US shutdown forces Obama to cancel Asia stops
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WASHINGTON (AP) -- The U.S. government shutdown forced President Barack Obama on Wednesday to cancel two stops on a long-planned trip to Asia and left federal services in limbo across the country. Lawmakers from both parties suggested the impasse could last for weeks and encompass a potentially more dangerous fight over the country's borrowing limit.
Funding for much of the government was cut off Tuesday after a Republican effort to thwart Obama's health care law stalled a short-term, normally routine spending bill. Republicans pivoted to a strategy to try to reopen the government piecemeal but were unable to immediately advance the idea in the House of Representatives.
The partial shutdown closed iconic national parks and monuments and disrupted services from garbage collection in Washington D.C. to pediatric cancer research at a federal institution. Nearly a third of the federal workforce -- 800,000 employees -- were forced off the job. People classified as essential employees -- such as air traffic controllers, Border Patrol agents and most food inspectors -- continued to work.
The increasingly entrenched standoff -- and especially concerns of a looming debt limit crisis -- rattled stock markets that had largely shrugged off the shutdown on its first day. Wall Street opened lower Tuesday and stock indexes fell in Germany and France.
Obama, who is scheduled to leave Saturday night for Asia, called off the final two stops in Malaysia and the Philippines. He will still travel to Indonesia and Brunei.
National Security Council spokeswoman Caitlin Hayden said that personnel were not yet in place in Malaysia and the Philippines and "we were not able to go forward with planning."
Hayden added: "This completely avoidable shutdown is setting back our ability to promote U.S. exports and advance U.S. leadership in the largest emerging region in the world."
Republican leaders faulted the Democratic-led Senate for killing a request from the Republican-controlled House request to open official negotiations on the temporary spending bill. Senate Democrats insist that Republicans give in and pass their straightforward funding bill.
Obama planned Wednesday to host chief executives of the nation's 19 largest financial firms, trying to highlight big business opposition to the shutdown. The U.S. Chamber of Commerce had sent a letter to Congress urging no shutdown and warning against a debt ceiling crisis that they say could lead to a disastrous default.
The budget dispute has divided the Republican Party. A core of conservative activists have led a passionate charge against the 2010 health care law, arguing it is hurting jobs and restricting freedom by requiring Americans to have health insurance. But other Republicans fear the party will be blamed for the shutdown and face the consequences in next year's congressional elections.
Rep. Peter King, a New York Republican, charged Wednesday that House members aligned with the small-government tea party movement are trying to "hijack the party."
King said he senses that increasing numbers of House Republicans -- perhaps as many as a hundred -- are tired of the shutdown. He told MSNBC that Republican lawmakers will be in meetings Wednesday to look for a way out.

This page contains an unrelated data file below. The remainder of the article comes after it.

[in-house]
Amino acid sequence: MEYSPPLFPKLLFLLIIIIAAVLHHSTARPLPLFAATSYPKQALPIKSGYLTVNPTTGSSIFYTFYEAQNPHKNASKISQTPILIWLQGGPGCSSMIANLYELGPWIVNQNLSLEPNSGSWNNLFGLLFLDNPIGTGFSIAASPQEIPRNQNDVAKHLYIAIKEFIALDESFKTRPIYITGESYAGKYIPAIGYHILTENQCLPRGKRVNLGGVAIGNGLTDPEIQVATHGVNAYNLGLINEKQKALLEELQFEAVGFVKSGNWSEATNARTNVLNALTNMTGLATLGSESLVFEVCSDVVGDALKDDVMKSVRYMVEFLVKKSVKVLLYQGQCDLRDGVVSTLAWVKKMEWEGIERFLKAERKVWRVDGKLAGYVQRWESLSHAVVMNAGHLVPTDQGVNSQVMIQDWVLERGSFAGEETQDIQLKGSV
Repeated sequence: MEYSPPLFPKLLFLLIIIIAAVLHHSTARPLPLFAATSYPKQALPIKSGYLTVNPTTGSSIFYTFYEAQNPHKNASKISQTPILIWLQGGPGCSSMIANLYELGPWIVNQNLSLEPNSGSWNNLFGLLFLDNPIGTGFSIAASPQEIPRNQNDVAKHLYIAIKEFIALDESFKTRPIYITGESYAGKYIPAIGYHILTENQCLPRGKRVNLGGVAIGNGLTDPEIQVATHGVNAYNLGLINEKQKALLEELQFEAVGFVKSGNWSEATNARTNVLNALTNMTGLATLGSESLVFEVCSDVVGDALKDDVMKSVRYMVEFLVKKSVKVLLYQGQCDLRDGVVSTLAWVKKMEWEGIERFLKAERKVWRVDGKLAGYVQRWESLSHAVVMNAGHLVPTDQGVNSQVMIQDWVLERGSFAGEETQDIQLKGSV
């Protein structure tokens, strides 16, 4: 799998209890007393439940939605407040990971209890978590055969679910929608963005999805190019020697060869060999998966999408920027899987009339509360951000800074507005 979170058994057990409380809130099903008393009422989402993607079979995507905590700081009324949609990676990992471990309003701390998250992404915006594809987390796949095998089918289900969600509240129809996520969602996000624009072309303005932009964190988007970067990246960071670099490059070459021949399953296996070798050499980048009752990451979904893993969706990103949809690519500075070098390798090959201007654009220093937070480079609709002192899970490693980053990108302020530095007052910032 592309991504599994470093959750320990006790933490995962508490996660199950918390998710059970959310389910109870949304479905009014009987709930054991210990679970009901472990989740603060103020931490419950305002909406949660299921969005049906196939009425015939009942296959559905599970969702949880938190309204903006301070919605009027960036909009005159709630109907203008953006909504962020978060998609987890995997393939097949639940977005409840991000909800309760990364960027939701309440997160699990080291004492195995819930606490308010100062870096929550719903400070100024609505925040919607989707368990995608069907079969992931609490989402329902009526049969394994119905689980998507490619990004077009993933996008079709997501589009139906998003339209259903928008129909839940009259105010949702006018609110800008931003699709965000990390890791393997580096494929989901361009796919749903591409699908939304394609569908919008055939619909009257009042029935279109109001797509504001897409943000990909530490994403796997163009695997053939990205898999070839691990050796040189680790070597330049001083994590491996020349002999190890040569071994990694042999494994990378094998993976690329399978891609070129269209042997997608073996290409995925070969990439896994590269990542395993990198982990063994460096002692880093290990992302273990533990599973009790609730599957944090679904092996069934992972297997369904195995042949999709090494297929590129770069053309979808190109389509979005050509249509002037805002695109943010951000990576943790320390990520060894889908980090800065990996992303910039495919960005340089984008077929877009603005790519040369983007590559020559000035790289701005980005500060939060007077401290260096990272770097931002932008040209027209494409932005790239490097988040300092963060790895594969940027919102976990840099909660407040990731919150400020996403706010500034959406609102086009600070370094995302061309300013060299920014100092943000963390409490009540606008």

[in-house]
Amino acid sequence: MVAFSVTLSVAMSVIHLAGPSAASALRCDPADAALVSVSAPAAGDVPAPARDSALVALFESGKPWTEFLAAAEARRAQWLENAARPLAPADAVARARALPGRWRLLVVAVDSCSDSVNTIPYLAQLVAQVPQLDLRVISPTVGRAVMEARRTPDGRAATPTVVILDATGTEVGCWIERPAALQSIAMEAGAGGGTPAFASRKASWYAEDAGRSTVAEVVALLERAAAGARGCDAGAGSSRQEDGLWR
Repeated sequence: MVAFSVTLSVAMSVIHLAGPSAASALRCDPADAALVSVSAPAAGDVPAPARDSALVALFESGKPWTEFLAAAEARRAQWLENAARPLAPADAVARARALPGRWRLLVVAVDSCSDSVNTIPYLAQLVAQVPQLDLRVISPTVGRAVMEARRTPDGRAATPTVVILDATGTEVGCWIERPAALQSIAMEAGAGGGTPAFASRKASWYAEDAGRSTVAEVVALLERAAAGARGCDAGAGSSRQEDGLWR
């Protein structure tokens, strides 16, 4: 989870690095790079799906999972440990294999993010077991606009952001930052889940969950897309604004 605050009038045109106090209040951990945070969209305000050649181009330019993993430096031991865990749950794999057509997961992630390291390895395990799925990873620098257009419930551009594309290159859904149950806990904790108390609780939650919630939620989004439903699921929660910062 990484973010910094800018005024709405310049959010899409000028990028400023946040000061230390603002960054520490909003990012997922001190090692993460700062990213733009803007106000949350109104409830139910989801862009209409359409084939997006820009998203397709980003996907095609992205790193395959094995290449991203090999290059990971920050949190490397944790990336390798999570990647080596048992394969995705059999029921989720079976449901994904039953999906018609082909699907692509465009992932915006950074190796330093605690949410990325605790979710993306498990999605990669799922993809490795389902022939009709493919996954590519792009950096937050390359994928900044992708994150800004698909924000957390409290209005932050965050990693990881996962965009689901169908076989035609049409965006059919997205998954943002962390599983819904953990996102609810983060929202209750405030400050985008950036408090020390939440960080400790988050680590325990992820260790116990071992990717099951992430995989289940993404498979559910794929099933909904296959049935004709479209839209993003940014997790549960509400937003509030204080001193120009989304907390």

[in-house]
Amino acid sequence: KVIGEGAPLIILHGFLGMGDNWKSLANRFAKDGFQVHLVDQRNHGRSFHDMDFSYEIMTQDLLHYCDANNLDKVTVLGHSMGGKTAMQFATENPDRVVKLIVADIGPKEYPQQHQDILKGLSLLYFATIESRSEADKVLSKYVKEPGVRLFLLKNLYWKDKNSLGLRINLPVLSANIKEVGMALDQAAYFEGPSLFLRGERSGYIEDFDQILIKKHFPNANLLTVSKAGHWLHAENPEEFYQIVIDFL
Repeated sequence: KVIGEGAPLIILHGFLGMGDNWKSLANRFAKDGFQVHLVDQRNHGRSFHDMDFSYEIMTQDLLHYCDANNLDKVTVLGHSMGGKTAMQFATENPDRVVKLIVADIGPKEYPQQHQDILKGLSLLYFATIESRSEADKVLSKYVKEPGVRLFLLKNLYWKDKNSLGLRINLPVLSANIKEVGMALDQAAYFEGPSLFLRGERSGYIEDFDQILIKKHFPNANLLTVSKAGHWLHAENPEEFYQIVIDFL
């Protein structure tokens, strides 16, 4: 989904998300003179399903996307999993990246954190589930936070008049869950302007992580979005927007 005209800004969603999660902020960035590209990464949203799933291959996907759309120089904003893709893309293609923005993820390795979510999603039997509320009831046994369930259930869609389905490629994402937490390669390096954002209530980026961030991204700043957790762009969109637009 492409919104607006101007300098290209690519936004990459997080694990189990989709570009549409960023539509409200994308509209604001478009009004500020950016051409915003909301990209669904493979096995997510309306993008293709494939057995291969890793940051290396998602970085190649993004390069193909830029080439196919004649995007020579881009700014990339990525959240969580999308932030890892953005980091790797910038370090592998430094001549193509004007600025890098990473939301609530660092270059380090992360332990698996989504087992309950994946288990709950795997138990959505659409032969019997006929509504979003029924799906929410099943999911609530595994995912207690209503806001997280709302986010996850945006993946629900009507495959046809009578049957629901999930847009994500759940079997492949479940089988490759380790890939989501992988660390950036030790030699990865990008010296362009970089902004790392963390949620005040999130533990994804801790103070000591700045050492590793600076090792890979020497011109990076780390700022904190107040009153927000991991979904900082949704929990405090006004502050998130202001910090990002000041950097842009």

In an opinion piece Wednesday's USA Today House Speaker John Boehner criticized the Democrats for refusing to negotiate and called on them to "change course and start working with us on behalf of the American people."
Late Tuesday, House Republicans sought passage of legislation aimed at reopening small slices of the government, including the national parks. Democrats rejected the idea, saying Republicans shouldn't be permitted to choose which agencies should open and which remain shut.
Unaffected by the shutdown, a key part of the health plan took effect Tuesday. Health insurance exchanges opened online across the country to take applications for coverage that would start Jan. 1. The new law is intended to extend coverage to the millions of Americans now uninsured.
Across the nation, America roped off its most hallowed symbols, from the Statue of Liberty in New York to the Washington Monument, and shooed campers away from the Grand Canyon and other natural wonders. The far-flung effects reached France, where tourists were barred from the U.S. cemetery overlooking the D-Day beaches at Normandy.
With the shutdown ruining vacations and sapping tourism business, Americans inundated social media to vent their frustration. "You should not be getting paid. In fact, you all should be fired!" Bruce Swedal, a 46-year-old Denver real estate agent, tweeted to Congress members.
Republicans said there could be more votes Wednesday, perhaps to allow the National Institutes of Health to continue pediatric cancer research. The NIH's hospital of last resort wasn't admitting new patients because of the shutdown. Dr. Francis Collins, agency director, estimated that each week the shutdown lasts would force the facility to turn away about 200 patients, 30 of them children, who want to enroll in studies of experimental treatments.
Republicans hoped such votes would create pressure on Democrats to drop their insistence that they won't negotiate on the spending bill or an even more important subsequent measure, required in a couple of weeks or so, to increase the government's borrowing limit.
There were suggestions from leaders in both parties that the shutdown could last for weeks and grow to include the measure to increase the debt limit.
"This is now all together," said Sen. Dick Durbin, a Democrat. Rep. Paul Ryan, the Republican House Budget Committee Chairman, added: "I've always believed it was the debt limit that would be the forcing action."
The U.S. risks a market-rattling, first-ever default on its obligations if Congress fails to raise the limit.
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